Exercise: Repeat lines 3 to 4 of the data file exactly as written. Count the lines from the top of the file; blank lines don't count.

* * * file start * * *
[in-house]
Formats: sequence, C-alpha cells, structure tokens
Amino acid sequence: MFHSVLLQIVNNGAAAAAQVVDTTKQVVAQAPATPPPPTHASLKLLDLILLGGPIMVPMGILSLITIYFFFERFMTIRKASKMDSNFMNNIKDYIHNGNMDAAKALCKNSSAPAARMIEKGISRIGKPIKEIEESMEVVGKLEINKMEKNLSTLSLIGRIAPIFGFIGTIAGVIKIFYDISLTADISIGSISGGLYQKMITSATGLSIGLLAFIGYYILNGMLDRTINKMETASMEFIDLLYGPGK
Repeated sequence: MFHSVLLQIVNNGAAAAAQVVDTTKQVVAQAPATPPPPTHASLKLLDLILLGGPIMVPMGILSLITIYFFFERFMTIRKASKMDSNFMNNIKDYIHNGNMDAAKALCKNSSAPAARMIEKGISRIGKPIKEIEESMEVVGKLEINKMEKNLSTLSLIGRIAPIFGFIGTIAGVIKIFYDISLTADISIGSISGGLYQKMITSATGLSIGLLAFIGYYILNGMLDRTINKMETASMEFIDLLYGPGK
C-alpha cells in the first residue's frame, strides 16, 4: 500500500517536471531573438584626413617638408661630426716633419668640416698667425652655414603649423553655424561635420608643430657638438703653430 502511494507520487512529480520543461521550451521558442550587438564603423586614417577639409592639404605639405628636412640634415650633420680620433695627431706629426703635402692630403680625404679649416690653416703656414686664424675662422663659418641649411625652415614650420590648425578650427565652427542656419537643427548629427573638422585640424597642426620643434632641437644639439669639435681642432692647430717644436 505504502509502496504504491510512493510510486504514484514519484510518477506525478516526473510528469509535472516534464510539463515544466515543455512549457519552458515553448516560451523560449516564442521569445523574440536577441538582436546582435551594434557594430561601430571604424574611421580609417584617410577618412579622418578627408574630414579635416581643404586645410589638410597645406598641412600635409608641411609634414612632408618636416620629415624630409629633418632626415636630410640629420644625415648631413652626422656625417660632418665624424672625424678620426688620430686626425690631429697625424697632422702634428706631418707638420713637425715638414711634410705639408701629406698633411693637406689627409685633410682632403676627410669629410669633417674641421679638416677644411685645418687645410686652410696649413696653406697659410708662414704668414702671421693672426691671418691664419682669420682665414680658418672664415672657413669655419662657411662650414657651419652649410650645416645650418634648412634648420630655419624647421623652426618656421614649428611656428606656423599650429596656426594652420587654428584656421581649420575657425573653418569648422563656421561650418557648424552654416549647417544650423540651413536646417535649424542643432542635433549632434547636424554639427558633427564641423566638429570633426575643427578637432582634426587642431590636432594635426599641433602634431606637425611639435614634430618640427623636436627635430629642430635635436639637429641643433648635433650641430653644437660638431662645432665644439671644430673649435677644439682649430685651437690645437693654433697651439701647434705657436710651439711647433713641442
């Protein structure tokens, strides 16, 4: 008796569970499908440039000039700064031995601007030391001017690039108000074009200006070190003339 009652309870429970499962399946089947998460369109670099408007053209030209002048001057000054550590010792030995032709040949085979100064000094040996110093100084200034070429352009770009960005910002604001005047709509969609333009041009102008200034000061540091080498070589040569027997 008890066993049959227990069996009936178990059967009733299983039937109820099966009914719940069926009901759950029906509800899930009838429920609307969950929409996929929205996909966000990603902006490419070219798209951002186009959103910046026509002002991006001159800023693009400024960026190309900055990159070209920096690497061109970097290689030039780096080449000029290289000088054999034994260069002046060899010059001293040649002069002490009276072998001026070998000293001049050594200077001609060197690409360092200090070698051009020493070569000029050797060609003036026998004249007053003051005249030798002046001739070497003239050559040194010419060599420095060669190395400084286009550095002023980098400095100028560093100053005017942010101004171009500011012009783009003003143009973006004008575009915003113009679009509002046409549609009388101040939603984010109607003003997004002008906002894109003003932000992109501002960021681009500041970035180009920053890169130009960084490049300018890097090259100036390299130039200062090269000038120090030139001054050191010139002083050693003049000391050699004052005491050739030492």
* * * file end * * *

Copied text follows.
Amino acid sequence: MFHSVLLQIVNNGAAAAAQVVDTTKQVVAQAPATPPPPTHASLKLLDLILLGGPIMVPMGILSLITIYFFFERFMTIRKASKMDSNFMNNIKDYIHNGNMDAAKALCKNSSAPAARMIEKGISRIGKPIKEIEESMEVVGKLEINKMEKNLSTLSLIGRIAPIFGFIGTIAGVIKIFYDISLTADISIGSISGGLYQKMITSATGLSIGLLAFIGYYILNGMLDRTINKMETASMEFIDLLYGPGK
Repeated sequence: MFHSVLLQIVNNGAAAAAQVVDTTKQVVAQAPATPPPPTHASLKLLDLILLGGPIMVPMGILSLITIYFFFERFMTIRKASKMDSNFMNNIKDYIHNGNMDAAKALCKNSSAPAARMIEKGISRIGKPIKEIEESMEVVGKLEINKMEKNLSTLSLIGRIAPIFGFIGTIAGVIKIFYDISLTADISIGSISGGLYQKMITSATGLSIGLLAFIGYYILNGMLDRTINKMETASMEFIDLLYGPGK